Differential activation of a frontoparietal network explains population-level differences in statistical learning from speech

Joan Orpella, M. Florencia Assaneo, Pablo Ripollés, Laura Noejovich, Diana López-Barroso, Ruth de Diego-Balaguer, David Poeppel

Research output: Contribution to journalArticlepeer-review


People of all ages display the ability to detect and learn from patterns in seemingly random stimuli. Referred to as statistical learning (SL), this process is particularly critical when learning a spoken language, helping in the identification of discrete words within a spoken phrase. Here, by considering individual differences in speech auditory-motor synchronization, we demonstrate that recruitment of a specific neural network supports behavioral differences in SL from speech. While independent component analysis (ICA) of fMRI data revealed that a network of auditory and superior pre/motor regions is universally activated in the process of learning, a frontoparietal network is additionally and selectively engaged by only some individuals (high auditory-motor synchronizers). Importantly, activation of this frontoparietal network is related to a boost in learning performance, and interference with this network via articulatory suppression (AS; i.e., producing irrelevant speech during learning) normalizes performance across the entire sample. Our work provides novel insights on SL from speech and reconciles previous contrasting findings. These findings also highlight a more general need to factor in fundamental individual differences for a precise characterization of cognitive phenomena.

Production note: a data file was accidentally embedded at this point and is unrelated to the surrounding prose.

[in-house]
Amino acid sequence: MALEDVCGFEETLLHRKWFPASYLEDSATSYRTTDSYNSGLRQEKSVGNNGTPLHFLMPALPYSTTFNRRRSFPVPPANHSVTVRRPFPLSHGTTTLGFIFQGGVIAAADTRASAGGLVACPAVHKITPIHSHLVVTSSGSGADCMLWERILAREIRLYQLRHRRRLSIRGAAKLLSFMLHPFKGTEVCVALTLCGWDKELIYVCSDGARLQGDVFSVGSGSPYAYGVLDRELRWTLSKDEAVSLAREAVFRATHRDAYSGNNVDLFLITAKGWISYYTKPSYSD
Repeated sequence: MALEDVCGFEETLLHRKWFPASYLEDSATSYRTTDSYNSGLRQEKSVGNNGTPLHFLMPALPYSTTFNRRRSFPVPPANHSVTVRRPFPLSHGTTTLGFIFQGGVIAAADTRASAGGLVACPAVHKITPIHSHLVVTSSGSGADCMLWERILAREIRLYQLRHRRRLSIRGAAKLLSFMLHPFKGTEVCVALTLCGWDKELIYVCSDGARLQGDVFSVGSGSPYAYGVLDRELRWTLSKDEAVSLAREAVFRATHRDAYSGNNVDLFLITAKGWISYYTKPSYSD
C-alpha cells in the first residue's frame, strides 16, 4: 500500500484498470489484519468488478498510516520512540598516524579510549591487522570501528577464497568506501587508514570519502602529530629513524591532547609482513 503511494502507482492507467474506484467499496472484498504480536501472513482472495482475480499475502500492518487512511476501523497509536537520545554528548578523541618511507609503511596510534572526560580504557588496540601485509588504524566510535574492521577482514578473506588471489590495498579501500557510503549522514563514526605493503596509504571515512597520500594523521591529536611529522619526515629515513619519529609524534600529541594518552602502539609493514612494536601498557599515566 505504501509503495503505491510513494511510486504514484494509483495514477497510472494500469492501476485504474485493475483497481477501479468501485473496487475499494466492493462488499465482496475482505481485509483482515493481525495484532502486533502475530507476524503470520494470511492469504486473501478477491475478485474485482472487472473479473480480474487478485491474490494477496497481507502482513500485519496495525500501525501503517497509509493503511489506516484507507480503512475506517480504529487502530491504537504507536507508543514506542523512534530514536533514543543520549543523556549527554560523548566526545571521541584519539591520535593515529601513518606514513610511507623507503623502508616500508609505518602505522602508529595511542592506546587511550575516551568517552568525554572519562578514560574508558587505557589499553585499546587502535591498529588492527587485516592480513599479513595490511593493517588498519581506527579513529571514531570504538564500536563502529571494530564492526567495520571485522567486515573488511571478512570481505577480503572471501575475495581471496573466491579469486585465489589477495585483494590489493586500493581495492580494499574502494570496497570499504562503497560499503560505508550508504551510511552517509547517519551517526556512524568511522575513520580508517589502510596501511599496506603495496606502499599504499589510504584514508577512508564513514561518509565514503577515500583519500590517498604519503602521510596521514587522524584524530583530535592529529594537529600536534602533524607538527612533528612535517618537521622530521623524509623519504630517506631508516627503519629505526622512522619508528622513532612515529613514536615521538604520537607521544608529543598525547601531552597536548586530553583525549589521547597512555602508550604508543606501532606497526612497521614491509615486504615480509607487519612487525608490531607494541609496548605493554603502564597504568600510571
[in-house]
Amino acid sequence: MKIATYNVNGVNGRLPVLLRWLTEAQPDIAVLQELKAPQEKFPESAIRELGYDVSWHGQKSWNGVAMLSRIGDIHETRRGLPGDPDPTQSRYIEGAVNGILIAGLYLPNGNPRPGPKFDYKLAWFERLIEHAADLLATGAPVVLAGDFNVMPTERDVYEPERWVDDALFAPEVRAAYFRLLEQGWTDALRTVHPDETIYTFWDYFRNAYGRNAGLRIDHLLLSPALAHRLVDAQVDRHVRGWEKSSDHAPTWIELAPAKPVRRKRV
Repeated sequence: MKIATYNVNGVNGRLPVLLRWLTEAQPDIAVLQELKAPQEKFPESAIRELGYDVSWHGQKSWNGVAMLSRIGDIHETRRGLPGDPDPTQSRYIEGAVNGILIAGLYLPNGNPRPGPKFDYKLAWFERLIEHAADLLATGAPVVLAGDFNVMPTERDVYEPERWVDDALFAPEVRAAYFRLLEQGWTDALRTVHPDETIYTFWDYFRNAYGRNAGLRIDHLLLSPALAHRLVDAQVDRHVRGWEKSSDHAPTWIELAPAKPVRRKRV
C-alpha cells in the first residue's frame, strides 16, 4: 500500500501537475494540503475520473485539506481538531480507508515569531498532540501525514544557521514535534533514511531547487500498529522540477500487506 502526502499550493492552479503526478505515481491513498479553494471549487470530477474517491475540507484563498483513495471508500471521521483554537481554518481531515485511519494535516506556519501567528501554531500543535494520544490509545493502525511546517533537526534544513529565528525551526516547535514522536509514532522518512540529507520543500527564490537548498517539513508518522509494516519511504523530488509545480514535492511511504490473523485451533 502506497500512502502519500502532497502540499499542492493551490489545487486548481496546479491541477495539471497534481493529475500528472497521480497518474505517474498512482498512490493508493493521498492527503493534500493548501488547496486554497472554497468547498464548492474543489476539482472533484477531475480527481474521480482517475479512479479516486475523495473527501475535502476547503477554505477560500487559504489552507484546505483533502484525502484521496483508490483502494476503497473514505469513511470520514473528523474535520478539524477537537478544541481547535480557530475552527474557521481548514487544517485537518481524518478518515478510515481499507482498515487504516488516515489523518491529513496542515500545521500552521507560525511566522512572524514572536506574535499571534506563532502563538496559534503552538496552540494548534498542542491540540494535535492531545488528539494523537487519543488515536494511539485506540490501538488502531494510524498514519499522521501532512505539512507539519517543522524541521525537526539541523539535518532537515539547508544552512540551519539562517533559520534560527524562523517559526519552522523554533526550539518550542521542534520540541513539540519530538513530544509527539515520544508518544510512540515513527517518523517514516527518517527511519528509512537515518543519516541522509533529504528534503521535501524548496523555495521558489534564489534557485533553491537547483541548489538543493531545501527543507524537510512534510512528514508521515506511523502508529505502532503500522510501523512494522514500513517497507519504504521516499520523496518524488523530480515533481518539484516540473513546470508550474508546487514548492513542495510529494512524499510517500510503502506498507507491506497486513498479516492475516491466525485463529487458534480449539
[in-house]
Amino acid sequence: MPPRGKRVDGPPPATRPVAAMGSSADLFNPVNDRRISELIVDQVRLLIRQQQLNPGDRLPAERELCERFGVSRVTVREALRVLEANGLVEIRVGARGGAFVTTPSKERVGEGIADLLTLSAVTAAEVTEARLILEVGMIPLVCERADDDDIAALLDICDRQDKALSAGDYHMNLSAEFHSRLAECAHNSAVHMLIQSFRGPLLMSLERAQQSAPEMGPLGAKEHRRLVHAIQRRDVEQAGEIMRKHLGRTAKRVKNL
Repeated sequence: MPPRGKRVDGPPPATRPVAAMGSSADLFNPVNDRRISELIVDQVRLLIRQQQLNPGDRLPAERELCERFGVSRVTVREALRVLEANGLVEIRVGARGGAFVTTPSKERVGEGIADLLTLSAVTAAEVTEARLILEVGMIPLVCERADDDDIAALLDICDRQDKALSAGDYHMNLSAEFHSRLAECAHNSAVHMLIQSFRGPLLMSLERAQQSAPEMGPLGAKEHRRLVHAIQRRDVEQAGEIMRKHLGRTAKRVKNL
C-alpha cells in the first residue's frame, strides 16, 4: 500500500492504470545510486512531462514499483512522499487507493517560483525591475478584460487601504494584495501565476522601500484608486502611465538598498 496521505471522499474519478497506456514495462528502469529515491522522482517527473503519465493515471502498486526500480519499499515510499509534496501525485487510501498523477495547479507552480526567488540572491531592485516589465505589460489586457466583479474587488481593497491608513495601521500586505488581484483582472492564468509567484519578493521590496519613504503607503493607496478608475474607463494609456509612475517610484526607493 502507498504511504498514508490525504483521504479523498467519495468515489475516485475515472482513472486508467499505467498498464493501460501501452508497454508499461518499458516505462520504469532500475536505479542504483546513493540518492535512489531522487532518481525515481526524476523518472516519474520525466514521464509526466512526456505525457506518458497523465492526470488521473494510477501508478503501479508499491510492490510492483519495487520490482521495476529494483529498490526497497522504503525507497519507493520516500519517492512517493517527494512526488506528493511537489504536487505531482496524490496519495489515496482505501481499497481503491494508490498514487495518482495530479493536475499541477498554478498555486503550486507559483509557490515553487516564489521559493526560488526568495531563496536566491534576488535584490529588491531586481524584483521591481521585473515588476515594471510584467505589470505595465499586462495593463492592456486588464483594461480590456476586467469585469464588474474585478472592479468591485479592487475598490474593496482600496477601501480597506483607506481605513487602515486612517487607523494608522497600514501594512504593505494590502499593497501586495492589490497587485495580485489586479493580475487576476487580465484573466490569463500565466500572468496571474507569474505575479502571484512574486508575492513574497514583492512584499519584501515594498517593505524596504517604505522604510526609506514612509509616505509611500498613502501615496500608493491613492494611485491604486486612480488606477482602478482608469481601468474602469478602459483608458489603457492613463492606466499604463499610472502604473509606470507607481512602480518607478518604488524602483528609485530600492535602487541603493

Original languageEnglish (US)
Article numbere3001712
JournalPLoS biology
Issue number7
StatePublished - Jul 2022


  • Brain Mapping
  • Humans
  • Magnetic Resonance Imaging
  • Speech/physiology
  • Speech Perception/physiology

ASJC Scopus subject areas

  • General Agricultural and Biological Sciences
  • General Biochemistry, Genetics and Molecular Biology
  • General Immunology and Microbiology
  • General Neuroscience


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